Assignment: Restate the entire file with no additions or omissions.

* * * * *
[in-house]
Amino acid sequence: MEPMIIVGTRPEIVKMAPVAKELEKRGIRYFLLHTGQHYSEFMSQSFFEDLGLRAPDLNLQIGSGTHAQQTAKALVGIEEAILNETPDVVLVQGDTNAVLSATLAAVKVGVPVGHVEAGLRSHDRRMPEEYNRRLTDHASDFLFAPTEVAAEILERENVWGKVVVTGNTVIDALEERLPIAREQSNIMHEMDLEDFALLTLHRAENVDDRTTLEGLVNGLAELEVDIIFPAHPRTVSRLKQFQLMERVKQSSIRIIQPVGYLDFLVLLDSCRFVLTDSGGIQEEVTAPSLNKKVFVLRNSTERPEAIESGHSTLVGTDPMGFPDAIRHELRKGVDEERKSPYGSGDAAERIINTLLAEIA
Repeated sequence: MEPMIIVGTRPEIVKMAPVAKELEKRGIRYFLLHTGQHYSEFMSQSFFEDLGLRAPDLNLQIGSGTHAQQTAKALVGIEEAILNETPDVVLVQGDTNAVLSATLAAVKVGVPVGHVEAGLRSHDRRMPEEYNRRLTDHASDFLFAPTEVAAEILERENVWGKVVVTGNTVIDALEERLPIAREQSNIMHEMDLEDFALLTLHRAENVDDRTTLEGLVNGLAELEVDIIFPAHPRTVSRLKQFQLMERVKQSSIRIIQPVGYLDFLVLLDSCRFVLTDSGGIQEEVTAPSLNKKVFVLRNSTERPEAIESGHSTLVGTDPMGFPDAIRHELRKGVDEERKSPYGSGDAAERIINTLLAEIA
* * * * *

[in-house]
Amino acid sequence: MEPMIIVGTRPEIVKMAPVAKELEKRGIRYFLLHTGQHYSEFMSQSFFEDLGLRAPDLNLQIGSGTHAQQTAKALVGIEEAILNETPDVVLVQGDTNAVLSATLAAVKVGVPVGHVEAGLRSHDRRMPEEYNRRLTDHASDFLFAPTEVAAEILERENVWGKVVVTGNTVIDALEERLPIAREQSNIMHEMDLEDFALLTLHRAENVDDRTTLEGLVNGLAELEVDIIFPAHPRTVSRLKQFQLMERVKQSSIRIIQPVGYLDFLVLLDSCRFVLTDSGGIQEEVTAPSLNKKVFVLRNSTERPEAIESGHSTLVGTDPMGFPDAIRHELRKGVDEERKSPYGSGDAAERIINTLLAEIA
Repeated sequence: MEPMIIVGTRPEIVKMAPVAKELEKRGIRYFLLHTGQHYSEFMSQSFFEDLGLRAPDLNLQIGSGTHAQQTAKALVGIEEAILNETPDVVLVQGDTNAVLSATLAAVKVGVPVGHVEAGLRSHDRRMPEEYNRRLTDHASDFLFAPTEVAAEILERENVWGKVVVTGNTVIDALEERLPIAREQSNIMHEMDLEDFALLTLHRAENVDDRTTLEGLVNGLAELEVDIIFPAHPRTVSRLKQFQLMERVKQSSIRIIQPVGYLDFLVLLDSCRFVLTDSGGIQEEVTAPSLNKKVFVLRNSTERPEAIESGHSTLVGTDPMGFPDAIRHELRKGVDEERKSPYGSGDAAERIINTLLAEIA